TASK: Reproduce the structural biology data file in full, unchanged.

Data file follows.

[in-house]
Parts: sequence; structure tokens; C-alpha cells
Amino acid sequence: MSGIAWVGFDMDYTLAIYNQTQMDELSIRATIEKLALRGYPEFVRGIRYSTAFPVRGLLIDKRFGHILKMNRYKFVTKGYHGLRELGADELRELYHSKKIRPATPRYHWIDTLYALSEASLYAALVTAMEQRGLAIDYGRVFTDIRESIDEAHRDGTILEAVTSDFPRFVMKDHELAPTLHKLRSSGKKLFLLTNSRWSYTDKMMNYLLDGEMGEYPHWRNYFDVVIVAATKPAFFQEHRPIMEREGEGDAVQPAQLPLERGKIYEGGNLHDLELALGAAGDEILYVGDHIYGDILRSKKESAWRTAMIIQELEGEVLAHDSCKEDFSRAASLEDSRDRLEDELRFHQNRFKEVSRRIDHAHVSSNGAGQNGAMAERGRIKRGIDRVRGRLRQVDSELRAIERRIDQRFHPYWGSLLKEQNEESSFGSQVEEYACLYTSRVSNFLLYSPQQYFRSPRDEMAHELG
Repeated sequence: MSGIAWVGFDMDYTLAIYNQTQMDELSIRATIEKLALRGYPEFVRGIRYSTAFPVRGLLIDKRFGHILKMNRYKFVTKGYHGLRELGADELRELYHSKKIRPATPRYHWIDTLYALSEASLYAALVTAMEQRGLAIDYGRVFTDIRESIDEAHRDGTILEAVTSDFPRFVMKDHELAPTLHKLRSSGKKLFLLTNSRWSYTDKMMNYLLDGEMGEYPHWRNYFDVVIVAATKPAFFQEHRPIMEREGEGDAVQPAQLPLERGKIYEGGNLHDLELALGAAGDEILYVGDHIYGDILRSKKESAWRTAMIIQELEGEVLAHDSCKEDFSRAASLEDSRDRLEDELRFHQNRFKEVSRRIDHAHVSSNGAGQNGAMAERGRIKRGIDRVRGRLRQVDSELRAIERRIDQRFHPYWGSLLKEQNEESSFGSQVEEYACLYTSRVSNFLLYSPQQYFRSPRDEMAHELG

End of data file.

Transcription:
[in-house]
Parts: sequence; structure tokens; C-alpha cells
Amino acid sequence: MSGIAWVGFDMDYTLAIYNQTQMDELSIRATIEKLALRGYPEFVRGIRYSTAFPVRGLLIDKRFGHILKMNRYKFVTKGYHGLRELGADELRELYHSKKIRPATPRYHWIDTLYALSEASLYAALVTAMEQRGLAIDYGRVFTDIRESIDEAHRDGTILEAVTSDFPRFVMKDHELAPTLHKLRSSGKKLFLLTNSRWSYTDKMMNYLLDGEMGEYPHWRNYFDVVIVAATKPAFFQEHRPIMEREGEGDAVQPAQLPLERGKIYEGGNLHDLELALGAAGDEILYVGDHIYGDILRSKKESAWRTAMIIQELEGEVLAHDSCKEDFSRAASLEDSRDRLEDELRFHQNRFKEVSRRIDHAHVSSNGAGQNGAMAERGRIKRGIDRVRGRLRQVDSELRAIERRIDQRFHPYWGSLLKEQNEESSFGSQVEEYACLYTSRVSNFLLYSPQQYFRSPRDEMAHELG
Repeated sequence: MSGIAWVGFDMDYTLAIYNQTQMDELSIRATIEKLALRGYPEFVRGIRYSTAFPVRGLLIDKRFGHILKMNRYKFVTKGYHGLRELGADELRELYHSKKIRPATPRYHWIDTLYALSEASLYAALVTAMEQRGLAIDYGRVFTDIRESIDEAHRDGTILEAVTSDFPRFVMKDHELAPTLHKLRSSGKKLFLLTNSRWSYTDKMMNYLLDGEMGEYPHWRNYFDVVIVAATKPAFFQEHRPIMEREGEGDAVQPAQLPLERGKIYEGGNLHDLELALGAAGDEILYVGDHIYGDILRSKKESAWRTAMIIQELEGEVLAHDSCKEDFSRAASLEDSRDRLEDELRFHQNRFKEVSRRIDHAHVSSNGAGQNGAMAERGRIKRGIDRVRGRLRQVDSELRAIERRIDQRFHPYWGSLLKEQNEESSFGSQVEEYACLYTSRVSNFLLYSPQQYFRSPRDEMAHELG